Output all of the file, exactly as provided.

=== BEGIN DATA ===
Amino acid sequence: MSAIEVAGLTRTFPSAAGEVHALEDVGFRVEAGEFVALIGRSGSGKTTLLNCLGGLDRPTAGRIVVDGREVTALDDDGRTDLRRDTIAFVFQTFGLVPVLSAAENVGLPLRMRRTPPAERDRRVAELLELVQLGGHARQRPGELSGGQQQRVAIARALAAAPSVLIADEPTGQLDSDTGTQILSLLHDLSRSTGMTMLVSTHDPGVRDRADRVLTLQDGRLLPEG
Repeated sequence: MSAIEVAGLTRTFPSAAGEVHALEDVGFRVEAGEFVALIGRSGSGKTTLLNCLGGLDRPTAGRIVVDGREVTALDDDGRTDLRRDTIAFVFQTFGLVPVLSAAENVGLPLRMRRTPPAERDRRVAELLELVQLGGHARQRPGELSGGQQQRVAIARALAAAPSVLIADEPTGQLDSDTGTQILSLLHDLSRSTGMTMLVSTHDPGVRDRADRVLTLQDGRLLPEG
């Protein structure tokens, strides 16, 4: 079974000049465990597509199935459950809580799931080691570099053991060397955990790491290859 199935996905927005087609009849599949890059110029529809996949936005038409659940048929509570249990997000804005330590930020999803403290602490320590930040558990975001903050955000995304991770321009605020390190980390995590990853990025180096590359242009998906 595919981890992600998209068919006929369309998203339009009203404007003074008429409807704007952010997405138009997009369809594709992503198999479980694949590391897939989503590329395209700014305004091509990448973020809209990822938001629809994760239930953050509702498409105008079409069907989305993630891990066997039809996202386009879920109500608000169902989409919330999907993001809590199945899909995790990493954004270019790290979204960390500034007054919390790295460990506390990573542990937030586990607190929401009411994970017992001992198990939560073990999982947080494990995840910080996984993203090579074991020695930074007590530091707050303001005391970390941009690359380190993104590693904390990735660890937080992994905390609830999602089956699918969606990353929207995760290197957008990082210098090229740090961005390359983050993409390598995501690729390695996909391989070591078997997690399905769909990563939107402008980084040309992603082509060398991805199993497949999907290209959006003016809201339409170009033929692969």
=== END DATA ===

Amino acid sequence: MSAIEVAGLTRTFPSAAGEVHALEDVGFRVEAGEFVALIGRSGSGKTTLLNCLGGLDRPTAGRIVVDGREVTALDDDGRTDLRRDTIAFVFQTFGLVPVLSAAENVGLPLRMRRTPPAERDRRVAELLELVQLGGHARQRPGELSGGQQQRVAIARALAAAPSVLIADEPTGQLDSDTGTQILSLLHDLSRSTGMTMLVSTHDPGVRDRADRVLTLQDGRLLPEG
Repeated sequence: MSAIEVAGLTRTFPSAAGEVHALEDVGFRVEAGEFVALIGRSGSGKTTLLNCLGGLDRPTAGRIVVDGREVTALDDDGRTDLRRDTIAFVFQTFGLVPVLSAAENVGLPLRMRRTPPAERDRRVAELLELVQLGGHARQRPGELSGGQQQRVAIARALAAAPSVLIADEPTGQLDSDTGTQILSLLHDLSRSTGMTMLVSTHDPGVRDRADRVLTLQDGRLLPEG
């Protein structure tokens, strides 16, 4: 079974000049465990597509199935459950809580799931080691570099053991060397955990790491290859 199935996905927005087609009849599949890059110029529809996949936005038409659940048929509570249990997000804005330590930020999803403290602490320590930040558990975001903050955000995304991770321009605020390190980390995590990853990025180096590359242009998906 595919981890992600998209068919006929369309998203339009009203404007003074008429409807704007952010997405138009997009369809594709992503198999479980694949590391897939989503590329395209700014305004091509990448973020809209990822938001629809994760239930953050509702498409105008079409069907989305993630891990066997039809996202386009879920109500608000169902989409919330999907993001809590199945899909995790990493954004270019790290979204960390500034007054919390790295460990506390990573542990937030586990607190929401009411994970017992001992198990939560073990999982947080494990995840910080996984993203090579074991020695930074007590530091707050303001005391970390941009690359380190993104590693904390990735660890937080992994905390609830999602089956699918969606990353929207995760290197957008990082210098090229740090961005390359983050993409390598995501690729390695996909391989070591078997997690399905769909990563939107402008980084040309992603082509060398991805199993497949999907290209959006003016809201339409170009033929692969």